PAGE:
California’s Repugnican voters might see Cryptkeeper, quite correctly, as the more Repugnican of their two choices. That said, Cryptkeeper’s political centerpiece always has been gun control — after all, the 1978 assassinations of Harvey Milk and George Moscone launched her political career — and I think that it would be difficult for many if not most of California’s Repugnicans to cast a vote for her, knowing how much they want to keep their home arsenals for “protection” against the supposed endless parades of freedom-hating bogeymen who are out to get them.
Kevin de León made it into the top two after the June 5 primary — and that’s all that he had to do in that election to make it to November’s election — and now that he has the formal support of the California Democratic Party, De León has a real shot at unseating Cryptkeeper, who can’t count on any help from the state party, to my knowledge.
Even if Cryptkeeper ekes out another win, she will be politically weaker than she ever has been, and no doubt she’ll get no more than one more term, not just because of her advanced age (she’s 85 years old) but also because of her rapidly declining political capital here in California. (If she were so fucking beloved here, she would have garnered a lot more than 44.2 percent in the June 5 primary — after all, she has been a U.S. senator “for” California since 1992.)
I’m proud that the California Democratic Party endorsed Kevin de León last night. It’s a step in the right direction for a state that in June 2016 voted for Billary Clinton over Bernie Sanders, 53.1 percent to 46 percent (still pretty close for someone who was supposed to have been as beloved as was Billary!).
Thing is, political change is a long, hard slog. Corrupt, craven, self-serving sellouts like Cryptkeeper Feinstein and Billary Clinton don’t just give up their power. We, the people, have to take it from them, have to relieve them of their self-imposed pressure to act like Repugnicans for their own (real and/or perceived) personal and political gain.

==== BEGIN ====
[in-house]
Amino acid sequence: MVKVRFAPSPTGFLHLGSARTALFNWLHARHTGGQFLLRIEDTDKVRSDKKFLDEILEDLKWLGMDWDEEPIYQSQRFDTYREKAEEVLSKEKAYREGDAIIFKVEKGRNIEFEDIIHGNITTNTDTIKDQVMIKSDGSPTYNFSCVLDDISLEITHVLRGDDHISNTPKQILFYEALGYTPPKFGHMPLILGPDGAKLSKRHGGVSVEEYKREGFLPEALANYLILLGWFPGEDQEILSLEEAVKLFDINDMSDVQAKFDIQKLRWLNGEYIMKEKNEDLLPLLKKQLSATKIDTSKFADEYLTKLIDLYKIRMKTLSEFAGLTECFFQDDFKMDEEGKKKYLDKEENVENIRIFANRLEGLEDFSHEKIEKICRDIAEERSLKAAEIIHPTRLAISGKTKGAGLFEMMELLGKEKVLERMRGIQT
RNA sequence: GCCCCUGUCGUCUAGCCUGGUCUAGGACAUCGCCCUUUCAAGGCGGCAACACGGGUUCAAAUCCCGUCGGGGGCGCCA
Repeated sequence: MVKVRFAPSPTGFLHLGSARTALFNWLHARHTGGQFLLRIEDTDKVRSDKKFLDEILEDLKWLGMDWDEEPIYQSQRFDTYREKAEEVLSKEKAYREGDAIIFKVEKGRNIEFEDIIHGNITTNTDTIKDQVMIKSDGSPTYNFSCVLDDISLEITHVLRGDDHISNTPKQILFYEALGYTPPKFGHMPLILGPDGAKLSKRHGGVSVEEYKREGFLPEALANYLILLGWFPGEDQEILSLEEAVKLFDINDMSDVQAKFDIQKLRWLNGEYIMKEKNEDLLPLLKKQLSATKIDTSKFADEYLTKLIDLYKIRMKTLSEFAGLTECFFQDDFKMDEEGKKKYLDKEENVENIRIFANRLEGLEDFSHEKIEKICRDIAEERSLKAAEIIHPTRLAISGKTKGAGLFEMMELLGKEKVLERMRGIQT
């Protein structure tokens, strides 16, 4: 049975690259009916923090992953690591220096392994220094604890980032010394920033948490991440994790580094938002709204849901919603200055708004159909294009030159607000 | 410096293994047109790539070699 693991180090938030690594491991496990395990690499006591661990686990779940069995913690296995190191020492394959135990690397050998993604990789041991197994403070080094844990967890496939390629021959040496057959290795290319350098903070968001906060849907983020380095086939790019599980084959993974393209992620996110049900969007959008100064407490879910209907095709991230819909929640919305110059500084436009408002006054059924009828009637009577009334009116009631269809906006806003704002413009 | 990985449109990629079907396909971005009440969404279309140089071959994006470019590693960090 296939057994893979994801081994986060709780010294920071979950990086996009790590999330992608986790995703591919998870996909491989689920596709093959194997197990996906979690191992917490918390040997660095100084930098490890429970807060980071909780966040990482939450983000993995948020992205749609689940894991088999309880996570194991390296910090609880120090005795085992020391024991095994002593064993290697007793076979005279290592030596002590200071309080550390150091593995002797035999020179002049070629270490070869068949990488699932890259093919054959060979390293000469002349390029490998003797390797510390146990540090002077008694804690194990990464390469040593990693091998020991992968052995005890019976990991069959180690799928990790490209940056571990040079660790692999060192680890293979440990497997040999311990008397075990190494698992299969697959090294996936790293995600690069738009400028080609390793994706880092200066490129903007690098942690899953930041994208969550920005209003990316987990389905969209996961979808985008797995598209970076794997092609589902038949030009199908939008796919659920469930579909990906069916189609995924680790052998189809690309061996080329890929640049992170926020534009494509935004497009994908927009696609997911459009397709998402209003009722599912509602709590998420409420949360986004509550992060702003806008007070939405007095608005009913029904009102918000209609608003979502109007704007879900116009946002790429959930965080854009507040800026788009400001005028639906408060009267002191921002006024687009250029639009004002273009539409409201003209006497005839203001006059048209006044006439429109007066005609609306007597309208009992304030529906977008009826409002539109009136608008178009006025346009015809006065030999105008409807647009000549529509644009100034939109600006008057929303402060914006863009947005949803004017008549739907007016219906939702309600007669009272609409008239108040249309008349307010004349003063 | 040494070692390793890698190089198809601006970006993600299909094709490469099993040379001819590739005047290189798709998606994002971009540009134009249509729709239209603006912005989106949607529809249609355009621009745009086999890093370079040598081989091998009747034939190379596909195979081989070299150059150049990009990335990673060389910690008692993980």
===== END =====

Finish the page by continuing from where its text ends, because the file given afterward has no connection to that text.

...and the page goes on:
Often, we don’t win the first time.
Case in point: Bernie Sanders started running for office in the 1970s, running for governor of Vermont and for the U.S. Senate for Vermont — and losing badly — and he didn’t win an election until he lowered his sights and became mayor of Burlington, Vermont, by a mere 10 votes in 1981.
Bernie finally made it to the U.S. House of Representatives in 1990, and then made it to the U.S. Senate in 2006. And then, as I’ve noted many times, he came impressively close to Billary “Crown Me Already” Clinton in 2016 when he ran for the Democratic Party presidential nomination, and had it been a fair process, he probably would have won the nomination.
Bernie’s electoral history suggests that he persists and that eventually he wins.
That’s what all of us progressives must do.
Even if Kevin de León doesn’t win in November — at this point, now that he has the state party’s endorsement, I give him at least about a 40-60 chance of winning — he has accomplished something significant, something to build upon.
P.S. I support Kevin de León primarily because he’s progressive (he’s not perfect, but he’s progressive), but it’s an added bonus that if he were elected in November, the largest racial/ethnic group in California, Latinos, who outnumber whites in the state, finally would be represented in the U.S. Senate.
Latinos have been underrepresented in California and elsewhere for years and years.